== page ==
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Machine Safety ensure that all workers return home with a smile every day

Machine Safety ensure that all workers return home with a smile every day

Creating a world free from work accidents

The world's best manufacturing sites are those that are able to produce products that enrich people's lives. Helping these sites achieve both workplace safety and productivity improvement at the same time was the goal set forth by OMRON and Scientific Technologies, Inc., which joined together to establish OMRON Scientific Technologies, Inc. (OSTI) in June 2006.

According to the International Labor Organization (ILO), 860,000 work accidents accompanied by injuries occur in the world every day. Moreover, some 2.3 million deaths result from accidents at work and occupational diseases annually, with the direct or indirect cost estimated to be US$ 2.8 trillion worldwide1. In Germany, work-related deaths 100 years ago numbered more than 10,000 annually. That number dropped below 500 for the first time in 2014. Except in the case of Germany, the number of occupational deaths still remains fairly high everywhere in the world.

Before acquiring Scientific Technologies, OMRON had a comprehensive range of safety products based on its proprietary sensing and control technologies. It held the leading share for the automotive and semiconductor industries in Japan and Asia by drawing on its core strengths in safety design consulting. The leading provider of safeguarding products in North America at the time was Scientific Technologies, which possessed patented optical application technologies and an extensive range of safeguarding products, such as robust and long-range sensors. The company had developed high brand recognition and engineering prowess across multiple sectors, including the automotive, semiconductor, electronic devices, food processing, pharmaceuticals, and cosmetics industries. The aspirations and strengths of these two companies have been united, leading to the development of various products that alleviate manufacturers' worries about how to achieve both productivity and safety.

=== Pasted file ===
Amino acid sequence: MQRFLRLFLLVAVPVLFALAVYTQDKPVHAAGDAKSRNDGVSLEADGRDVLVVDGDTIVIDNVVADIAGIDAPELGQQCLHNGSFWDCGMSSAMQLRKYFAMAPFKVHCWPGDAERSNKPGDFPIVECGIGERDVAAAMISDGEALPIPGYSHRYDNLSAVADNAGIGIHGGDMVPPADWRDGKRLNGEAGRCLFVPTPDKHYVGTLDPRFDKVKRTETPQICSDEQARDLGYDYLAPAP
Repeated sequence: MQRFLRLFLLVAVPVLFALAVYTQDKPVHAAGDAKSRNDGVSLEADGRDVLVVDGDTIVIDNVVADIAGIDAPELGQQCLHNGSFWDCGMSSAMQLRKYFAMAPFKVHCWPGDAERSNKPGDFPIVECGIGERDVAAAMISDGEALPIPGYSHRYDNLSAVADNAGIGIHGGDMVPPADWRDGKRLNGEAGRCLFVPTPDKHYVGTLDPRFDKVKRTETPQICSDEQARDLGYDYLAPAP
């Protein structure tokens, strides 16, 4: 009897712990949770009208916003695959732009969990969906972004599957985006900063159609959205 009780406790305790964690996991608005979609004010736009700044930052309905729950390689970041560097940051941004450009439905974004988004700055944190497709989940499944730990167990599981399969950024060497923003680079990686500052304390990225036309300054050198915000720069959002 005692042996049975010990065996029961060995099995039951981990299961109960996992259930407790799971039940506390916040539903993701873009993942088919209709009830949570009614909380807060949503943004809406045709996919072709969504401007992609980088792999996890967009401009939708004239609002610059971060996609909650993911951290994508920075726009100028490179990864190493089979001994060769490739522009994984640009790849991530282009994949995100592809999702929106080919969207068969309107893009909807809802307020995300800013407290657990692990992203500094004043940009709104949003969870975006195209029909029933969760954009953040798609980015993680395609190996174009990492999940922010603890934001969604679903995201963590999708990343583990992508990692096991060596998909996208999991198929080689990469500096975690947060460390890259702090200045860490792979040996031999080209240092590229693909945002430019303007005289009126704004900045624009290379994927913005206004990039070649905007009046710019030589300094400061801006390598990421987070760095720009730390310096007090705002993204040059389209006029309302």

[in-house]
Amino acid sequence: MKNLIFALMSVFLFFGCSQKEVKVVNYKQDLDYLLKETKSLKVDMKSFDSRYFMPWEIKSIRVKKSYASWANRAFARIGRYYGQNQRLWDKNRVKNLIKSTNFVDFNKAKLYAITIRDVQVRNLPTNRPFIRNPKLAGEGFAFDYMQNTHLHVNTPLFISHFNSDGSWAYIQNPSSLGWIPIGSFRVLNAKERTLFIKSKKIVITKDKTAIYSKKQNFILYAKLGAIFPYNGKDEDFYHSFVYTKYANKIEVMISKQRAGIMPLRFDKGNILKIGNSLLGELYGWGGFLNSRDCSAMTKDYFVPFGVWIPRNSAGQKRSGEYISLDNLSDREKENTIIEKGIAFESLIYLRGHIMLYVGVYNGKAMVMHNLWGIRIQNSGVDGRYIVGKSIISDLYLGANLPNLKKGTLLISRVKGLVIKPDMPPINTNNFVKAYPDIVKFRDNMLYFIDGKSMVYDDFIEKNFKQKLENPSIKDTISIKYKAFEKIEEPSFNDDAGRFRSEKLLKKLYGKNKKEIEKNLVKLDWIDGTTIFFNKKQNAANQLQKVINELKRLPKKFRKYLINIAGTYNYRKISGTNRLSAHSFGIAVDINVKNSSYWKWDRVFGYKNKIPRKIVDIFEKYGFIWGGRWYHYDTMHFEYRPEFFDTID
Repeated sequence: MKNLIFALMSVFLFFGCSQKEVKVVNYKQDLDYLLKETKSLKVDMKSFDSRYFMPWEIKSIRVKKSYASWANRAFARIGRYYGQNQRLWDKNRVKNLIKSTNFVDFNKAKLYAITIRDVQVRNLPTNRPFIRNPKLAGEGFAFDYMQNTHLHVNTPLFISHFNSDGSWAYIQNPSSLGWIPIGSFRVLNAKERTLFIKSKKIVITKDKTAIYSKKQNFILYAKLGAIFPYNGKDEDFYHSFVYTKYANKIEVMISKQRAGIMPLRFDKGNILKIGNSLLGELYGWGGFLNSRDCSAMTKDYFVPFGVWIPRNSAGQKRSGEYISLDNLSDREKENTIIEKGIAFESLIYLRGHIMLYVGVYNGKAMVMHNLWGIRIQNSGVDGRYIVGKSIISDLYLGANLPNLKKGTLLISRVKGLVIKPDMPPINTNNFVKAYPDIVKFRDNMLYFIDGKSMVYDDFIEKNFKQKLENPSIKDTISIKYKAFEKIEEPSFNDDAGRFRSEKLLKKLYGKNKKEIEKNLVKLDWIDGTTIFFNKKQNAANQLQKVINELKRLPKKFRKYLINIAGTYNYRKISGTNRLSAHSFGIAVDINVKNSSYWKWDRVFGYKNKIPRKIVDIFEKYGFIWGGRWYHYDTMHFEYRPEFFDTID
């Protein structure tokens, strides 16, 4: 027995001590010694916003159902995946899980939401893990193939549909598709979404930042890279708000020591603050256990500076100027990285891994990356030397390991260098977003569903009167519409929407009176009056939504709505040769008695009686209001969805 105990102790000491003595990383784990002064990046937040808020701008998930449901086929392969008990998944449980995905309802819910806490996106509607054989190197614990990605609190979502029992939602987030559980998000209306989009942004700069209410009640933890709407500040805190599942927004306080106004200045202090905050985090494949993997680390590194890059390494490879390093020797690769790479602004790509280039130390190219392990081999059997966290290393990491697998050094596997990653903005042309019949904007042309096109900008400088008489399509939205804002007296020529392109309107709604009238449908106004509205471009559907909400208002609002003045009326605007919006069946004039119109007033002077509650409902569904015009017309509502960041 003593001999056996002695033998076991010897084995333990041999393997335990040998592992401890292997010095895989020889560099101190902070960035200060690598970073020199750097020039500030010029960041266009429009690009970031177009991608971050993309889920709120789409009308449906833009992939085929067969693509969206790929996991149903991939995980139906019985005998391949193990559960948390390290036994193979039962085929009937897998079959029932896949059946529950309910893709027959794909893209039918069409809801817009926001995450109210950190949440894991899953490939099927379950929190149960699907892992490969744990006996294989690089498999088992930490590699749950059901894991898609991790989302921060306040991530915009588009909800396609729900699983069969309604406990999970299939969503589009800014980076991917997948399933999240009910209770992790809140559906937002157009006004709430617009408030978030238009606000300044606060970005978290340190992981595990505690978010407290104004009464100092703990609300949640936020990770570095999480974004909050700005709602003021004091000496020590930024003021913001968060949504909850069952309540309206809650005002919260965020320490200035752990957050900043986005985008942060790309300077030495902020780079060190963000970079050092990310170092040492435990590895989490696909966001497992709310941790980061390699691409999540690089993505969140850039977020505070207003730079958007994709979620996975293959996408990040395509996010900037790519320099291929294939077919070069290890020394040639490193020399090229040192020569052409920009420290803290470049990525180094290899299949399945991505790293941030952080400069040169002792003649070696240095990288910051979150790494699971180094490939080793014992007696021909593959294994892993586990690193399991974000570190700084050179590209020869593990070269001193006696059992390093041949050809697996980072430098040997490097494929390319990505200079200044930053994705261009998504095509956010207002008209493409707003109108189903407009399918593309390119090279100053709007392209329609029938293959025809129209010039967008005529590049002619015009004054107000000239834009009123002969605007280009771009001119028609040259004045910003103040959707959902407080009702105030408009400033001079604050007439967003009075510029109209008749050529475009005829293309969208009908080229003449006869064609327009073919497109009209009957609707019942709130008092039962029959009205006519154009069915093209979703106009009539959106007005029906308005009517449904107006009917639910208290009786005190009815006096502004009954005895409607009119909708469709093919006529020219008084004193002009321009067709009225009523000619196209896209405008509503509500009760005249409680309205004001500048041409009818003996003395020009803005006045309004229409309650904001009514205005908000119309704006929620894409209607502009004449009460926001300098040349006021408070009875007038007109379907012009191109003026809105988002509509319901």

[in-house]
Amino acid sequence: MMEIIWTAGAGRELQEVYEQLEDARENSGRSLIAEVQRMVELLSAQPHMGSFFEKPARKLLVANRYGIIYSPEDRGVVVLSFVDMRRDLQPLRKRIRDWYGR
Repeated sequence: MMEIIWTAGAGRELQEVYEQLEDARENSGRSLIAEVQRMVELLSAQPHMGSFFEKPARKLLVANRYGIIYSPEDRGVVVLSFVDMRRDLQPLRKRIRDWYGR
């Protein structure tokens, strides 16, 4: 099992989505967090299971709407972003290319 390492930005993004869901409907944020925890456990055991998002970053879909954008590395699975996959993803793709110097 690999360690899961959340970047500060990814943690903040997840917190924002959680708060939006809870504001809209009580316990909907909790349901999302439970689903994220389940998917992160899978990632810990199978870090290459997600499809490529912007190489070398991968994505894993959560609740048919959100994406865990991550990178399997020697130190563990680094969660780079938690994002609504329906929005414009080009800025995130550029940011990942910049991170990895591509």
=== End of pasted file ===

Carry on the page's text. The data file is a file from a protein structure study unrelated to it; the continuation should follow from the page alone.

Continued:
Global product, local concept

As long as machines incorporate only those components that are best tailored to each country or region, and as long as they are used in the correct manner, no work accidents will occur. But today, people and goods are constantly moving globally. The workforce comes from everywhere and machines are exported to many different fast-growing countries.

On top of that, safety devices are designed to detect a person entering a dangerous area, such as in the vicinity of moving machinery, and protect that person from hazard. As such, these devices are engineered with higher reliability than ordinary components. They are built-in with a mechanism to ensure constant operational safety, so special skills are needed to utilize them to full potential. Additionally, safety standards and usability vary from country to country or from region to region.